We know that the reason why we want to introduce a vector space and work with a vector space is that we want to work with a set whose elements can be added and scaled (or a set whose elements are closed under addition and scalar multiplication). Given this motivation, I'm confused by the definition of a vector space:
Definition. A vector Space over field $F$ is a set $V$ such that:
(i). Two operations are defined: vector addition: $V × V → V$ ; scalar multiplication: $F × V → V$ .
(ii). The set V and these two operations satisfy 8 axioms.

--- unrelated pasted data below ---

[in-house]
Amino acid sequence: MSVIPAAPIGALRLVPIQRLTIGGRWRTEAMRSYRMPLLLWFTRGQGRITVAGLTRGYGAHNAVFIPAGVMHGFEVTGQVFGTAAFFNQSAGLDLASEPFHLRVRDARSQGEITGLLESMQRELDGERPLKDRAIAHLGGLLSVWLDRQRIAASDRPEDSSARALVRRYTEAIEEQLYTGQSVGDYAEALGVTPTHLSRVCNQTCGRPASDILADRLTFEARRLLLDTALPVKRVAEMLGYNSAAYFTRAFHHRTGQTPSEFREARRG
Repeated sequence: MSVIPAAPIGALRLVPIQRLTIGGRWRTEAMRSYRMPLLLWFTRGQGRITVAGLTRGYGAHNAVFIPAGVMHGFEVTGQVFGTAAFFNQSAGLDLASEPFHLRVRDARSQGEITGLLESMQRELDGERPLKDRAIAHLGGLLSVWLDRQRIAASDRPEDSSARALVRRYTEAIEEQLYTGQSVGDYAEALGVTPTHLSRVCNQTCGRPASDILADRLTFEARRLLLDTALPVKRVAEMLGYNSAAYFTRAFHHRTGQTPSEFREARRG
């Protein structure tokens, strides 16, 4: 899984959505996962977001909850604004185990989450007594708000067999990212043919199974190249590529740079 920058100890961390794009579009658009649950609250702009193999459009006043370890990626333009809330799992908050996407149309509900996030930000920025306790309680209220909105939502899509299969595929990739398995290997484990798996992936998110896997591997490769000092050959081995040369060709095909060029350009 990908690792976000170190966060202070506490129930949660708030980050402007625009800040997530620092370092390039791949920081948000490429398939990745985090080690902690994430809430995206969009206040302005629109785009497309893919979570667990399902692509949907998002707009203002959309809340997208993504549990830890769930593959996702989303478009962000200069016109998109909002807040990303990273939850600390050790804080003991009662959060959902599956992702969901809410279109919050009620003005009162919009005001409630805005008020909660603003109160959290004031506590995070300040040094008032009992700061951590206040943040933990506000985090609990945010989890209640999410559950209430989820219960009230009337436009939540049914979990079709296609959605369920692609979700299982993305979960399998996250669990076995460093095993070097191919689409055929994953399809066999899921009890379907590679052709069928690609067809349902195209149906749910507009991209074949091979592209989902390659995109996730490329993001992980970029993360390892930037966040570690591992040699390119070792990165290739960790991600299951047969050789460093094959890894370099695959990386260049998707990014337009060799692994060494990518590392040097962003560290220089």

Note that as addition is defined as a mapping $V\times V\rightarrow V$, and scalar multiplication is defined as mapping $F\times V\rightarrow V$, this means part (i) of the definition already gives us a set that is closed under finite addition and scalar multiplication.
My question: Given that what we want from a vector space is merely that it is a set whose elements can be added and scaled, what is the primary motivation for imposing the 8 axioms (part (ii) of the definition)?